Hundreds of people have been evacuated from their homes as wildfires blistered land in France, Spain and Portugal, with officials issuing health warnings for a new heatwave in the coming days.
Temperatures were expected to top 40 degrees Celsius (104 degrees Fahrenheit) in parts of Europe as a slow-moving high-pressure area brings scorching air up from North Africa.
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Armies of firefighters battled blazes in France, Portugal and Spain, with scientists blaming climate change and predicting more frequent and intense episodes of extreme weather.
In Portugal, five regions in the centre and north – where temperatures hit a July record 47C (117F) on Thursday before dropping back – were on red alert again on Friday as more than 2,000 firefighters tackled four major blazes.
A plane that was battling forest fires in the Braganca region crashed on Friday near Vila Nova de Foz Coa in northern Portugal, killing its pilot, the civil defence said.
Wildfires have destroyed 30,000 hectares (74,000 acres) of land in the country this year, the largest area since about 100 people died in the summer of 2017.
Portuguese health minister Marta Temido said on Thursday the health system faced a “particularly worrying” week due to the heatwave and said some hospitals were overwhelmed.
Between July 7 and July 13, Portugal registered 238 excess deaths due to the heatwave, the country’s DGS health authority said.
In neighbouring Spain, where temperatures were as high as 37C (99F) by 7am on Saturday, a fire that broke out on Thursday near the Monfrague national park, a protected area renowned for wildlife in the Extremadura region, continued to blaze.
Spanish authorities reported close to 20 fires still raging out of control with one near Mijas in the deep south, inland from regional capital Malaga, forcing some 2,300 people to evacuate their homes.
Spanish Prime Minister Pedro Sanchez tweeted he was “closely following the evolution of active fires” posing an “extreme risk”.
Temperatures reached 45.4C in Spain on Thursday, shy of the all-time high of 47.4C (117.3F) registered in August last year.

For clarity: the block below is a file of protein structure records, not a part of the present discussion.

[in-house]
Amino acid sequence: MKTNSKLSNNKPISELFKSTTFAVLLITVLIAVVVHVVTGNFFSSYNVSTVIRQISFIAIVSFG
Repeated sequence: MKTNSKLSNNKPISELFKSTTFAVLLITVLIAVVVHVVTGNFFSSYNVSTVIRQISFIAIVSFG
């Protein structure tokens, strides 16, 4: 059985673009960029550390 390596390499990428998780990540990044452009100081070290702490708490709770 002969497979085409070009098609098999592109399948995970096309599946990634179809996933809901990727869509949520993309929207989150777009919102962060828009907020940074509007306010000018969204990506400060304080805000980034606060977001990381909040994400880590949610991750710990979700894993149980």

The country registered 84 excess deaths attributed to extreme temperatures in the first three days of the heatwave, according to the National Epidemiology Centre’s database.
In southwestern France, flames have destroyed some 7,700 hectares (19,000 acres) since Tuesday and forced the evacuation of 11,000 people – including many holidaymakers who decided to abandon their vacation rather than remain in makeshift shelters set up by local authorities.
The Bordeaux public prosecutor indicated a “criminal” origin was its main line of inquiry for at least one fire near the southwestern city.
Southern France, battling temperatures around 40C (104F) on Friday, is bracing for more heat next week with 16 departments already on orange, a severe alert.
French President Emmanuel Macron promised authorities would do everything to mobilise resources to fight the fallout.
Meanwhile, Britain’s weather forecaster issued its first red “extreme heat” warning for parts of England on Monday and Tuesday. United Kingdom hospitals have warned of a surge in heat-related admissions and train operators have told passengers to expect cancellations.
The highest recorded temperature in Britain was 38.7C (101.7F) recorded in Cambridge on July 25, 2019.
The Irish meteorological office issued a weather warning for Sunday, Monday and Tuesday with “exceptionally warm weather”.
A high of 32C was possible on Monday, the service said, just short of Ireland’s record high 33.3C (92F) set in 1887.
This comes as the worst drought in more than 70 years reduced Italy’s longest river, the Po, to little more than a trickle in places, with temperatures expected to rise next week.
Across the Mediterranean, authorities said one person was found dead in northern Morocco as forest fires raged. Authorities also evacuated hundreds of people from more than a dozen villages in northwestern Morocco.